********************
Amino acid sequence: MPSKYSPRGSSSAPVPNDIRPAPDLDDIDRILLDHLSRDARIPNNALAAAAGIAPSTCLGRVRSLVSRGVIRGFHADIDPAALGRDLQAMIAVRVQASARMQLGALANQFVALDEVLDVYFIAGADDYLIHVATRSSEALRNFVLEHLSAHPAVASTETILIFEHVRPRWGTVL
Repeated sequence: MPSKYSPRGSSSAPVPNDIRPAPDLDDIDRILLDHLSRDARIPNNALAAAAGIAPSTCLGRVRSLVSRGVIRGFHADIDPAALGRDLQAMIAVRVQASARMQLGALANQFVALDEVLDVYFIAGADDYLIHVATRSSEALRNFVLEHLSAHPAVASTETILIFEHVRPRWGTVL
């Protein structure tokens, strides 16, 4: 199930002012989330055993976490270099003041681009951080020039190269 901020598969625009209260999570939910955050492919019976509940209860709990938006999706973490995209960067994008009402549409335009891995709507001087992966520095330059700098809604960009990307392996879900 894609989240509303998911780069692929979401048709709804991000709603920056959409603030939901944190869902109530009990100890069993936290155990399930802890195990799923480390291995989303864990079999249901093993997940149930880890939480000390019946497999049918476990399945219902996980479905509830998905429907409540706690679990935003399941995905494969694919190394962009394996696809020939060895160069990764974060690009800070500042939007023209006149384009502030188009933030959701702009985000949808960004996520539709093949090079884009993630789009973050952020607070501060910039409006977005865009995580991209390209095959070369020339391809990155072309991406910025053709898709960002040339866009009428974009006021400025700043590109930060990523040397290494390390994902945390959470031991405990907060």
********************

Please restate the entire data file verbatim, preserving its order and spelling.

Amino acid sequence: MPSKYSPRGSSSAPVPNDIRPAPDLDDIDRILLDHLSRDARIPNNALAAAAGIAPSTCLGRVRSLVSRGVIRGFHADIDPAALGRDLQAMIAVRVQASARMQLGALANQFVALDEVLDVYFIAGADDYLIHVATRSSEALRNFVLEHLSAHPAVASTETILIFEHVRPRWGTVL
Repeated sequence: MPSKYSPRGSSSAPVPNDIRPAPDLDDIDRILLDHLSRDARIPNNALAAAAGIAPSTCLGRVRSLVSRGVIRGFHADIDPAALGRDLQAMIAVRVQASARMQLGALANQFVALDEVLDVYFIAGADDYLIHVATRSSEALRNFVLEHLSAHPAVASTETILIFEHVRPRWGTVL
């Protein structure tokens, strides 16, 4: 199930002012989330055993976490270099003041681009951080020039190269 901020598969625009209260999570939910955050492919019976509940209860709990938006999706973490995209960067994008009402549409335009891995709507001087992966520095330059700098809604960009990307392996879900 894609989240509303998911780069692929979401048709709804991000709603920056959409603030939901944190869902109530009990100890069993936290155990399930802890195990799923480390291995989303864990079999249901093993997940149930880890939480000390019946497999049918476990399945219902996980479905509830998905429907409540706690679990935003399941995905494969694919190394962009394996696809020939060895160069990764974060690009800070500042939007023209006149384009502030188009933030959701702009985000949808960004996520539709093949090079884009993630789009973050952020607070501060910039409006977005865009995580991209390209095959070369020339391809990155072309991406910025053709898709960002040339866009009428974009006021400025700043590109930060990523040397290494390390994902945390959470031991405990907060």